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> Once the examiner has an adequate series of charts to evaluate, he will begin the scoring process. This is done most often using a numerical scoring method which evaluates the subject's physiological responses to the Relevant and Control questions. The computer polygraph may also use an algorithm developed by the Johns Hopkins University Applied Physics Laboratory or other researchers to score the examination. The examiner can use this algorithm to independently score the examination or for quality control purposes to verify his own determination.

http://www.lawofficer.com/articles/2008/12/understanding-pol...

If you look closely, you'll notice that that's a copyright notice for a piece of software evaluating the results. The test isn't necessarily being run by JHU APL, but the software was developed there.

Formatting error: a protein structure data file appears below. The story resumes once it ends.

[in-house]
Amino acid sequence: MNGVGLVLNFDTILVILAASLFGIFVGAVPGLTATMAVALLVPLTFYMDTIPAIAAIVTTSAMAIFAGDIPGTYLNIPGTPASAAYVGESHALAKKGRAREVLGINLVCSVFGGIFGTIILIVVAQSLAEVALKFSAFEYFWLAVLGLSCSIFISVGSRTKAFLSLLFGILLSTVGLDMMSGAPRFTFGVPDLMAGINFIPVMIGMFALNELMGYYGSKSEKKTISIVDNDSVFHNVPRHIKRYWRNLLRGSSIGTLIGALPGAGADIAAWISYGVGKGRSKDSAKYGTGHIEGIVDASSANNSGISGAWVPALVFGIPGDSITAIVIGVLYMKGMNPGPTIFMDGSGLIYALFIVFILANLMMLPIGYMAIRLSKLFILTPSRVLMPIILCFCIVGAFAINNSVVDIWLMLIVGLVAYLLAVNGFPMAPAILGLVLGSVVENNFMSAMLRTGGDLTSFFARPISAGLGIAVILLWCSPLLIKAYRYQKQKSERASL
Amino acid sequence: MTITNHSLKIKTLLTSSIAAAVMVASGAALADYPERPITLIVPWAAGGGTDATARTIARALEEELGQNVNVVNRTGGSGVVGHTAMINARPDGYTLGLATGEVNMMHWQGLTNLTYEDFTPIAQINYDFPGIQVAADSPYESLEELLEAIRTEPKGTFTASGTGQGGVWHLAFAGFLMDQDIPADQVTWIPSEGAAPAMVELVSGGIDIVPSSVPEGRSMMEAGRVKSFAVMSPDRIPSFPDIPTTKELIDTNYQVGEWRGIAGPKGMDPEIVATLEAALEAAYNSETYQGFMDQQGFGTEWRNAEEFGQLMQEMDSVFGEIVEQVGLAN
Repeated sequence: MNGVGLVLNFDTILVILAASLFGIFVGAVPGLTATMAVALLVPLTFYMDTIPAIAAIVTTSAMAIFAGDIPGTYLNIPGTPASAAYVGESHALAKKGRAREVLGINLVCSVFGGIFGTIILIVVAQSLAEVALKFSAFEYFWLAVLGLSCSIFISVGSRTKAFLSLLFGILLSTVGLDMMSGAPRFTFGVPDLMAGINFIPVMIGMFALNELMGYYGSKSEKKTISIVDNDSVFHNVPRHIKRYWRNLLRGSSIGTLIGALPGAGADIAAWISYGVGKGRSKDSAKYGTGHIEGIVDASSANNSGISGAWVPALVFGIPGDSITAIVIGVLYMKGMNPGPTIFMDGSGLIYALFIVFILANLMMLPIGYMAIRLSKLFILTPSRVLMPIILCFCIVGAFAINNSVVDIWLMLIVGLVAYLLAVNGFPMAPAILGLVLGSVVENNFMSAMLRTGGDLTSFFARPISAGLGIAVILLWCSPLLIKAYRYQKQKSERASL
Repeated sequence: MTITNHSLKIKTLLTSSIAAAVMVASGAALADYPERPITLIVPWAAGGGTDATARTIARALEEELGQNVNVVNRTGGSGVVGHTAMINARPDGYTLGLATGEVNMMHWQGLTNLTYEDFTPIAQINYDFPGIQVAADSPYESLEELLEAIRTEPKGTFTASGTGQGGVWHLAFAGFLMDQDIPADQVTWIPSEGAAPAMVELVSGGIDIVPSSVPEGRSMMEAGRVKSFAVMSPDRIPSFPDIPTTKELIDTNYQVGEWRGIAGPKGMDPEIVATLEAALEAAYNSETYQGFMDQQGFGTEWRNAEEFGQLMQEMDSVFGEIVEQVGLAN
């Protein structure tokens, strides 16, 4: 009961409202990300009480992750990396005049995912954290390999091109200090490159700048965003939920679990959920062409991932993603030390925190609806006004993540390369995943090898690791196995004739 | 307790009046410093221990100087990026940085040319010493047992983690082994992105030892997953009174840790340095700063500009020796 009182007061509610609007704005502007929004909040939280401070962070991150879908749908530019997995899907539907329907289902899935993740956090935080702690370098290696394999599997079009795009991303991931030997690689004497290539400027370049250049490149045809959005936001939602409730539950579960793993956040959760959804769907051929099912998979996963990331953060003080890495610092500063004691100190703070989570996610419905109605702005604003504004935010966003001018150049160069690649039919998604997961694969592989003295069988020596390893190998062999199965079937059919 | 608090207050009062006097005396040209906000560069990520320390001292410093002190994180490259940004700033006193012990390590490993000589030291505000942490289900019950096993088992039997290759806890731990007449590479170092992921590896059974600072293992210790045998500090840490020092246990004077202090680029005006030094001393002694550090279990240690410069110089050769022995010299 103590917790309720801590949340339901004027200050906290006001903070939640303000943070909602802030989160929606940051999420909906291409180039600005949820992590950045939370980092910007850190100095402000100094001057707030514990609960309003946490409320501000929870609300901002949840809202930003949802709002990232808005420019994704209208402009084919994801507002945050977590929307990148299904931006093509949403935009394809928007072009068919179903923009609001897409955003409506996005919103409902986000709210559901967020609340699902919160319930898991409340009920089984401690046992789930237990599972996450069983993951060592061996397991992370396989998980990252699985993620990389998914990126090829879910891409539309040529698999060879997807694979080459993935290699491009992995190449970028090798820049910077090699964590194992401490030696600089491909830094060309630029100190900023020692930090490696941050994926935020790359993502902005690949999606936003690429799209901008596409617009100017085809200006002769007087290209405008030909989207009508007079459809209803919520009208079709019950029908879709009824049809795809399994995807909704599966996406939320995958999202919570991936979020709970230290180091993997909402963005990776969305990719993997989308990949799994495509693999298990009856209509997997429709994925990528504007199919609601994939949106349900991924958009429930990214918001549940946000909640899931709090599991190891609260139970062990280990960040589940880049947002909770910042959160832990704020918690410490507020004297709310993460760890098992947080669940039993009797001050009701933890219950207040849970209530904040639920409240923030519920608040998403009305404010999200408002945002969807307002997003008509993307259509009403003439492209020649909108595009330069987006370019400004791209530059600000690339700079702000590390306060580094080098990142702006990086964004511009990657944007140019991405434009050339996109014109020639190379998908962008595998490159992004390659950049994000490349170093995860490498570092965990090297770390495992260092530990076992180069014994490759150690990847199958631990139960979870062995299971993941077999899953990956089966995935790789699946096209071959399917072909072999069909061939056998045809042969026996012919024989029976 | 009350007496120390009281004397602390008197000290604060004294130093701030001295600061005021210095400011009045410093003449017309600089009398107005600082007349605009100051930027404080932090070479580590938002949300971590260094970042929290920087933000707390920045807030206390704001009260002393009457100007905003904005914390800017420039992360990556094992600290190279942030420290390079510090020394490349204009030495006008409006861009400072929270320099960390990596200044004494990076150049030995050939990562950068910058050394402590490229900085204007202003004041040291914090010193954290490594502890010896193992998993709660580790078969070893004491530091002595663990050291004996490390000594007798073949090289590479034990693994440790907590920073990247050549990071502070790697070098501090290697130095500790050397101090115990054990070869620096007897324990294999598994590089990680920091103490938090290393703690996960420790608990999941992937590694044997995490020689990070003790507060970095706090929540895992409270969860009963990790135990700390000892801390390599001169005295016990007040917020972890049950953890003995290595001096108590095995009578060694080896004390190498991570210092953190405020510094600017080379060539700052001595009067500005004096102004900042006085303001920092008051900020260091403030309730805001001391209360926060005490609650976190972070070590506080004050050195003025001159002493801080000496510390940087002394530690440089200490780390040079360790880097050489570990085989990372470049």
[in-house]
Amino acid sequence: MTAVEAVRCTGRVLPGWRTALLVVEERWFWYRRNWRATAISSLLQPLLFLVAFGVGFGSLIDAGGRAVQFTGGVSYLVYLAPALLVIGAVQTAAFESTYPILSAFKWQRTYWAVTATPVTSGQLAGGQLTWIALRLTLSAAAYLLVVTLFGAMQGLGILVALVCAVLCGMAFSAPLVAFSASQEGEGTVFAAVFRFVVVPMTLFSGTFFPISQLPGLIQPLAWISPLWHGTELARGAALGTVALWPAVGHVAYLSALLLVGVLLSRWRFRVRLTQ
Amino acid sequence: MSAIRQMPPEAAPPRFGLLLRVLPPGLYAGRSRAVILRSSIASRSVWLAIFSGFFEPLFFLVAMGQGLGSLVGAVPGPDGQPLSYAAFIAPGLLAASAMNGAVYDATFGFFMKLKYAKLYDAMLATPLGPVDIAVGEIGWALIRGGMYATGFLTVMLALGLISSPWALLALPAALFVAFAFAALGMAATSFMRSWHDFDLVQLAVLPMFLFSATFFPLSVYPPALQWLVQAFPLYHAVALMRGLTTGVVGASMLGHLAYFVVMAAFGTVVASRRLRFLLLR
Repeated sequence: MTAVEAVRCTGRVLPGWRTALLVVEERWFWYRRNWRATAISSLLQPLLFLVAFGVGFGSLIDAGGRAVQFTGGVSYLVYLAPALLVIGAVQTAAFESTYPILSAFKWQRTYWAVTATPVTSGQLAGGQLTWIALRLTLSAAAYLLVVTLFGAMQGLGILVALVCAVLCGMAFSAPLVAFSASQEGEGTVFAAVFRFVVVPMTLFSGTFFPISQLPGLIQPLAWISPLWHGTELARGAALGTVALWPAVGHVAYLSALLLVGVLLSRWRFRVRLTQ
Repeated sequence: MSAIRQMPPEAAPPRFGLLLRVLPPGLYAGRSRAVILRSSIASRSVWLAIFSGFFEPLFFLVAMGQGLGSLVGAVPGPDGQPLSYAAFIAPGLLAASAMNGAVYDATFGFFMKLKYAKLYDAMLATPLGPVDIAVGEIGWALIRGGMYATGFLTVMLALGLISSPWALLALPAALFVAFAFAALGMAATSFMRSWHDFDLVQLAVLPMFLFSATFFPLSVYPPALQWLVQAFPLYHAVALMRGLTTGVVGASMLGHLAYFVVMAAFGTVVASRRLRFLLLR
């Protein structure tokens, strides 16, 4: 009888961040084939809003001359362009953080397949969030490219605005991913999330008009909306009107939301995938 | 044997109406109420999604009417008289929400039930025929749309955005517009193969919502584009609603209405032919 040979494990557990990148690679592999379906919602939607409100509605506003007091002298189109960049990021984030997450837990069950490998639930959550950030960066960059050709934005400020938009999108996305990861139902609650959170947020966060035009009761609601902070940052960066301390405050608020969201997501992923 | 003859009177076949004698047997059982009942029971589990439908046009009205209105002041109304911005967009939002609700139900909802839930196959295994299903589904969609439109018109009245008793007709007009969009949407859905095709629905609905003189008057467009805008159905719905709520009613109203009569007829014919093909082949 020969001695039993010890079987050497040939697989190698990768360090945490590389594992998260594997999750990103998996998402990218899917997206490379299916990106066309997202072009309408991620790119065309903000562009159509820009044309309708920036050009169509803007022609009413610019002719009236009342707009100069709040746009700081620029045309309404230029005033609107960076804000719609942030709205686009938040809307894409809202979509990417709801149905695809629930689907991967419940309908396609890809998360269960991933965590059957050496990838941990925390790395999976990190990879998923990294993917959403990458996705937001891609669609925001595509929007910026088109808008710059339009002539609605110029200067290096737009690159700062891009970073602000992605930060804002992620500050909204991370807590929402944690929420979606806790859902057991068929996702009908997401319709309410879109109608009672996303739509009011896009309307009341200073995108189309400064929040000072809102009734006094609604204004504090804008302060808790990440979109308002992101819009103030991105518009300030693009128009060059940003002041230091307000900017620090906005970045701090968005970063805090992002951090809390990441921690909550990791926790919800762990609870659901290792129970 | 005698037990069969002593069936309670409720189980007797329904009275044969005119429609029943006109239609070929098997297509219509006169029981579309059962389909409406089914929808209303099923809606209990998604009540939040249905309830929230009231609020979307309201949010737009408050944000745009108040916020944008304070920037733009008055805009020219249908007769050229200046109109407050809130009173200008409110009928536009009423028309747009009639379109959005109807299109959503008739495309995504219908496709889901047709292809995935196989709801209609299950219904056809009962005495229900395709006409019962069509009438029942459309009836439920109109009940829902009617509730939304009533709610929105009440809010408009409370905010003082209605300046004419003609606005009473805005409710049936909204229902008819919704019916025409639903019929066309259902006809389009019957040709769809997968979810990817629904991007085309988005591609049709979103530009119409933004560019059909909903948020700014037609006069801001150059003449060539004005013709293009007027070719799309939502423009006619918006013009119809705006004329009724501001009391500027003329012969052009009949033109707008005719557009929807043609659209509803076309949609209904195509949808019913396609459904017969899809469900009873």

See also: http://www.jhuapl.edu/ott/technologies/technology/articles/P...




JHU APL does tons, well primarily, highly sensitive defense contracting work. For instance, you can actually head on over right now to Linkedin and apply for their "Combat Systems Kill Chain Engineer" position. [1] Security is thus a big requirement.

From Wikipedia: "APL is primarily a defense contractor. It serves as a technical resource for the Department of Defense, NASA, and other government agencies."

There is a very strained relationship with some parts of the JHU community due to this. At the offices where they control the Hubble Space Telescope for instance there is a deli with a tip jar for, tongue in cheek, COINTELPRO.

[1] https://www.linkedin.com/jobs2/view/70728662?trk=jobs_jserp_...


On a somewhat related note, the relationship between CMU's campus and SEI / CERT (another FFRDC) was somewhat strained recently in light of the recent Tor allegations.

Traditional academia and government researchers will always make for strange bedfellows.


It's still an ugly involvement. Evaluation software isn't going to redeem "lie detectors' as anything other than voodoo. It just gets the stink of that voodoo on JHU.




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